The core of the system, diagrammed below, is to include a process for data use licensing, request and delivery, and verification – all built right into the administrative user’s view of the MLS. MLSs could get a handle on where the data should be via the licensing process, data and images would be individually watermarked (yes, I know that data watermarking is a tall order), and methods of efficient compliance management put in place.
I’ve got to admit that I’m not sure the perceived cost/benefit model will ever make it likely that such a system would be built – but I’d like to see this issue addressed. Once weaknesses in MLS user authentication and protections against hackers are put in place, this area is the largest security challenge for any MLS.
Real estate is, by its nature, a social business – so another area where both standards and deeper integrations may come into play is in social networking. Various major social networking sites have explored development of a common programming interface (API) for social applications across multiple applications – for example the OpenSocial standard (http://code.google.com/apis/opensocial/). If MLS functionality expands its capabilities toward social networking, it certainly would be interesting to see how the MLS could interact with other applications through such interfaces, opening up whole new possibilities of how real estate professionals interact with their colleagues and clients.
The Original NAR “Future of MLS PAG” Vision
Originally, the NAR “Future of MLS PAG” vision was to have a central back end data repository, allowing for front-end interface of choice, provided at the local brokerage, MLS or association, vendor, and franchise levels, along with a baseline front end available through the NAR. Diagrammed below, this wasn’t a bad idea, though the MLS PAG has since evolved its vision toward something that has seemingly little to do with MLS.
I still think the original vision made a lot of sense, especially at the natural market region level, then being linked together into larger areas. Of course, most MLS systems are not currently architected to use separate back-end databases, but I expect this will change in the future.
Lastly, to facilitate the regional data share process, or even to make it possible for brokerages/agents to have their own custom data shares beyond a single region, MLSs will need to make it easier to automate creation of data mash-ups from different MLSs as much as possible. I imagine a data mapping expert system that facilitates inclusion of multiple data sources, automatically mapping data to a common set and “wizarding” corrections and additional mappings. Of course, the system would still need to reflect the data mapping into reports, statistics, and other parts of the system.
Clareity Consulting is constantly researching new ideas for MLSs. Our expert consultants are regularly engaged in the product management and development process with leading MLS vendors and home grown systems. Through end-user surveys, interaction with MLS executives and staff (80+ of top 100 MLSs have been clients of Clareity), our annual Workshop and attendance at MLS system sales demos, Clareity is constantly taking the pulse of the industry, in terms of what features are desired in an MLS system. But Clareity goes beyond this research, and is always looking ahead.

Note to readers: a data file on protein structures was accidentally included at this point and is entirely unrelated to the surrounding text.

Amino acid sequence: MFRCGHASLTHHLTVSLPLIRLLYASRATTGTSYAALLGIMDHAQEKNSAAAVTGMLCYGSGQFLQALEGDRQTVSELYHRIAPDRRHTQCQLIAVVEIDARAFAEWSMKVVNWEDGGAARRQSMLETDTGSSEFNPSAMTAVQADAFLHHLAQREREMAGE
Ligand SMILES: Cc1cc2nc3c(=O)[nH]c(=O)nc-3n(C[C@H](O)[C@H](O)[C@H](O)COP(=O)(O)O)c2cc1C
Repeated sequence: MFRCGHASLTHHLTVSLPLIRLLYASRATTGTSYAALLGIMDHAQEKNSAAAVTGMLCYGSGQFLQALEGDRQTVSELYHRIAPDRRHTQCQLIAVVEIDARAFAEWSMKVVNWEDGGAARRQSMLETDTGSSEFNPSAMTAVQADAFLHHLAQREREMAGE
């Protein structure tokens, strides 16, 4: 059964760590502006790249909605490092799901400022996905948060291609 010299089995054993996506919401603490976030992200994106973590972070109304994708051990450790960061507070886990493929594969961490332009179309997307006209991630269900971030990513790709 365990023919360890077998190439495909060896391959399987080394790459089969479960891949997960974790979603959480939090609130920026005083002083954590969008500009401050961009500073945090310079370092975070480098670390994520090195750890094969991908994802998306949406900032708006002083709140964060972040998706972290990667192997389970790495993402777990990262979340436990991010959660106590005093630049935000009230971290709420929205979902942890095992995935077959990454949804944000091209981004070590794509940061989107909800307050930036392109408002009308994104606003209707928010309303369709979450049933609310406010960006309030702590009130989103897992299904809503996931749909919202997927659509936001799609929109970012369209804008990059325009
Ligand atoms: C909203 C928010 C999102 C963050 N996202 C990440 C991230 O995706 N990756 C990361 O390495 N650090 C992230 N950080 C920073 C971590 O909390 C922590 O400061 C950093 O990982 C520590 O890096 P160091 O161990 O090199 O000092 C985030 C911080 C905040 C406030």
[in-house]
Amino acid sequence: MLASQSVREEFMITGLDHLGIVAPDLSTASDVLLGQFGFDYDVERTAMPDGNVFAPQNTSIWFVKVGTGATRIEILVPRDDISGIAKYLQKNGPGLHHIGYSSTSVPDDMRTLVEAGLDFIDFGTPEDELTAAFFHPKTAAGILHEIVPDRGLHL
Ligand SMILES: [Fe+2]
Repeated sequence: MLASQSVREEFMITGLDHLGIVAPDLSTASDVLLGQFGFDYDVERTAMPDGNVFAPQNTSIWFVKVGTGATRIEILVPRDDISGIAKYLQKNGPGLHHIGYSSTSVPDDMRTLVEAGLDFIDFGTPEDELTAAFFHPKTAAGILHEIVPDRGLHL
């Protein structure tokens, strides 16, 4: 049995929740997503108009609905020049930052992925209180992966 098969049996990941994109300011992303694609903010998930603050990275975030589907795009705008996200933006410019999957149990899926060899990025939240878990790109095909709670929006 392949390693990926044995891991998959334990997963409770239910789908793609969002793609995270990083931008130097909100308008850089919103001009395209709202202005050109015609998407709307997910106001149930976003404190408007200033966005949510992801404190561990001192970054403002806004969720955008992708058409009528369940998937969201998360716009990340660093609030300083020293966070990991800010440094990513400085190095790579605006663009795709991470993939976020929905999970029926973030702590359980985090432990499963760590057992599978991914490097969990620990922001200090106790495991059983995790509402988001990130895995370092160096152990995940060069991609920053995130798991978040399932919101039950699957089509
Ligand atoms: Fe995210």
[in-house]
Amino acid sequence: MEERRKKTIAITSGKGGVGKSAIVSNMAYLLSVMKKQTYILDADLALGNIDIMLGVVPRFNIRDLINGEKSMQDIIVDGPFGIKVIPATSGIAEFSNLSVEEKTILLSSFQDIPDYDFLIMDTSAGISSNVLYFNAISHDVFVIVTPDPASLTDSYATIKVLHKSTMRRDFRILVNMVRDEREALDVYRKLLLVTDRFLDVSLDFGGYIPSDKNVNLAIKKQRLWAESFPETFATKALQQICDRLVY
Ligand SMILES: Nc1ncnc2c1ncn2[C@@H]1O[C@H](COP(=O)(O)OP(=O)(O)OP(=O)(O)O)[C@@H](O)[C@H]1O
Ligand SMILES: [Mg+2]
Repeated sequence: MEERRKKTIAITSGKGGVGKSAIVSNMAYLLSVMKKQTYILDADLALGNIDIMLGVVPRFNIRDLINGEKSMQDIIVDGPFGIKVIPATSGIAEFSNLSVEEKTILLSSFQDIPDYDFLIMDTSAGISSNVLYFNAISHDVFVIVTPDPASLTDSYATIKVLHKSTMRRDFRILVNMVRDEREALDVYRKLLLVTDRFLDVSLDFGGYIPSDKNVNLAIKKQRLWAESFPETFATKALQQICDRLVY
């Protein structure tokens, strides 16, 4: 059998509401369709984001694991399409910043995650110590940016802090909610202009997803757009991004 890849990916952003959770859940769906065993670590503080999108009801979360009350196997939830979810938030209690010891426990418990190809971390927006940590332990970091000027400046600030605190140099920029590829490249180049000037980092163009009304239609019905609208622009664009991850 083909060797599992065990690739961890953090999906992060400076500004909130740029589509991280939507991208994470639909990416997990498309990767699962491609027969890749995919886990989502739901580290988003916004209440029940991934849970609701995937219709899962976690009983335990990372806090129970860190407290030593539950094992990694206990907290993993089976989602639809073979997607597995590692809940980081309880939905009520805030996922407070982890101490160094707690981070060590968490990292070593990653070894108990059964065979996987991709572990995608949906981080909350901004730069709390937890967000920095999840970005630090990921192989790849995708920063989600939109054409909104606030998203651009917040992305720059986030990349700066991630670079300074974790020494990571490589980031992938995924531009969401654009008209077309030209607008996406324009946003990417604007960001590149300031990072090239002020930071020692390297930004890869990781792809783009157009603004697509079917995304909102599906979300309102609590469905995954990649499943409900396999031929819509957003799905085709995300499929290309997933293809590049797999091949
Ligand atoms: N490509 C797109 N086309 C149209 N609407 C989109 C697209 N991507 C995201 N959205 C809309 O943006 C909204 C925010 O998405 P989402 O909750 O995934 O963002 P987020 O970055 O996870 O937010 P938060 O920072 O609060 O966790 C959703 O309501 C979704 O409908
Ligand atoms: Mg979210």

One of my favorite product-development related quotes is from Henry Ford, great automotive pioneer, who said, “If I had asked people what they wanted they would have said faster horses.” There’s a lesson in that quote for MLSs that say, “We’re member driven,” and for MLS vendors too focused on the mantra, “We’re customer driven.” It’s important to listen, but it’s also important to innovate and lead.
Those who wish to keep the functionality of the MLS more limited may insist that the role of the MLS should be constrained to only those functions needed for the facilitation of cooperation and compensation between brokers. That is, of course, the core of the MLS, but it should also be recognized that the MLS is the core business platform for agents as well, and that the MLS may need to continue to expand to support their needs in a multitude of ways.
What has been described above may be of interest, perhaps may inspire, but it’s up to you. We in this industry often passively ask ourselves and our peers, “What is the Future of MLS?” I think we need to take a more active, thoughtful role. To reference a quote attributed to Allan Kay of Apple Computer, “The best way to predict the future is to invent it!” MLS vendors and regional MLS operators can create the future of MLS, both supporting and driving the way local and regional MLSs interact with each other and the rest of the industry, and enabling REALTORS® to interact with consumers in new ways, preserving and enhancing their value as well as the ongoing value of the MLS system itself.
About the Author
Matt Cohen is Clareity Consulting’s Chief Technologist. With a dozen years experience in real estate technology, Matt has spoken at many conferences, workshops and leadership retreats internationally and is a well-regarded real estate industry expert on software design, product management, project management, data center reliability, scalability, and information and network security.
Clareity Consulting was founded in 1996 to provide information technology consulting to the real estate industry and its related businesses. Clareity Consulting provides clients an independent and unique perspective. Clareity has successfully executed a vast array of projects, including:
- Request for Proposals (RFP) for Multiple Listing Service (MLS), public records, broker systems, and Transaction Management Systems (TMS)
- Regionalization and data share facilitation
- Contract negotiation
- Information security and business continuity audits
- Executive Recruiting and Placement
- Project planning and management
- Strategic planning
- Software and system design and review
- Software scalability testing
- Mergers, acquisitions and strategic alliances
- Market research including surveys and focus groups
- New product marketing and business plans
- Product and integration specifications analysis
More information about Clareity Consulting is available at http://www.CallClareity.com